The East/West Hararge areas of Oromia Region have been characterized by inconsistent levels of federal control over the past two years. Recent incidents of short, intense bursts of violence have revealed that local youth groups contain the capacity to challenge government control during key moments of instability, creating a dynamic that is costly for the federal government. Outside of major cities, grazing land conflicts have been transformed into prolonged violence between the Oromo and Somali ethnic groups that reside in the area. These conflicts, while not a new phenomenon, have been exacerbated by competitive ethnic rhetoric and perceived weakness of the federal government.
In late October 2019, rumored attempts to harm a popular Oromo activist sparked days of violent protests across East/West Hararge. A second incident occurred with the killing of Hachalu Hundessa in the summer of 2020 in Addis Ababa; waves of youth mobilized for protests and riots. During both of these incidents, rioters blocked roads, destroyed infrastructure, and attacked ethnic minorities throughout the Oromia State, including Hararge. The violent riots and peaceful protests were organized by Oromo youth organizations called Qeerroo. According to local sources in East Hararge, during both of these incidents federal police were delayed in their abilities to mobilize and respond to crisis, and in some cases local Qeerroo militias were mobilized to provide security and even make demands over resource allotment and utilization.
The Zone’s close proximity to the Somali border and long-standing border disputes have led to inter-communal violence that have been inflamed by ethno-nationalistic rhetoric. Clashes have continually resurfaced as ethno-federalism continues to undermine the authority of the central state (Ethiopia Insight, 30 December 2020). This has led to a heavily armed population and highly mobilized ethnically-exclusive militias – many espousing OLF-Shane ideology of Oromo independence. Armed clashes between ethnic militias have occurred as recently as the first week of January (OMN, 1 January 2021), despite high-profile peace conferences between the two Region’s leaders (EBC, 27 January 2021).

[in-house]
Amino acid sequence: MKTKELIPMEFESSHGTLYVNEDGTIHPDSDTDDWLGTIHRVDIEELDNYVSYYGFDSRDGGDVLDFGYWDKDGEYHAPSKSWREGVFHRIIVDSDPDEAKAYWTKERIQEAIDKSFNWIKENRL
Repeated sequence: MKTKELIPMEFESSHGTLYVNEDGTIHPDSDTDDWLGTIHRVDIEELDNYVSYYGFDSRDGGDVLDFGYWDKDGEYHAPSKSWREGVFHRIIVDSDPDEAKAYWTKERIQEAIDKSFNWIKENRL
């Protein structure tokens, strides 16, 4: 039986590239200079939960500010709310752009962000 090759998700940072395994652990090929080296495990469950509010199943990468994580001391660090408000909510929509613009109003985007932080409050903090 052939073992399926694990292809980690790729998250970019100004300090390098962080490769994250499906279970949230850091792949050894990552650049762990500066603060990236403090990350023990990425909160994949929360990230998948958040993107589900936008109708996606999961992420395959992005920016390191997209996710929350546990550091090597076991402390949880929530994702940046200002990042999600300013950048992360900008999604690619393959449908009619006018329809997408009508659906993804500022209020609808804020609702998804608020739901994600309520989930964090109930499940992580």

In the context of rising ethno-nationalistic ideals within the country, formerly tribal conflicts over resources have gotten bigger in scale and widened to potentially include members of the ethnic group even far away from the actual conflict locations. Examples of this are the ethnic clashes that occurred on the borders of East/West Hararge and Somali Region’s Fafan district, where ethnic clashes culminated in ‘pogroms’ of ethnic minorities in Jijiga city on 4 August 2018 (Hagmann, T., & Abdi, M. M., 2020) following months of clashes along the Somali/Oromia border area (Africa News, 30 January 2020).
Bringing East/West Hararge under more consistent government control will require federal engagement with the Qeerroo organizations and addressing the prevalence of armed militias operating outside of government control throughout the state. Arrests, violence, and other repressive measures risk radicalizing moderate Oromo youth and creating flashpoints of additional violence.
- Around 1 January 2021, an unknown armed group killed four farmers and injured five in Meso Woreda, West Hararge Zone. It is believed that the armed groups came from the Somali region (OMN, 1 January 2021).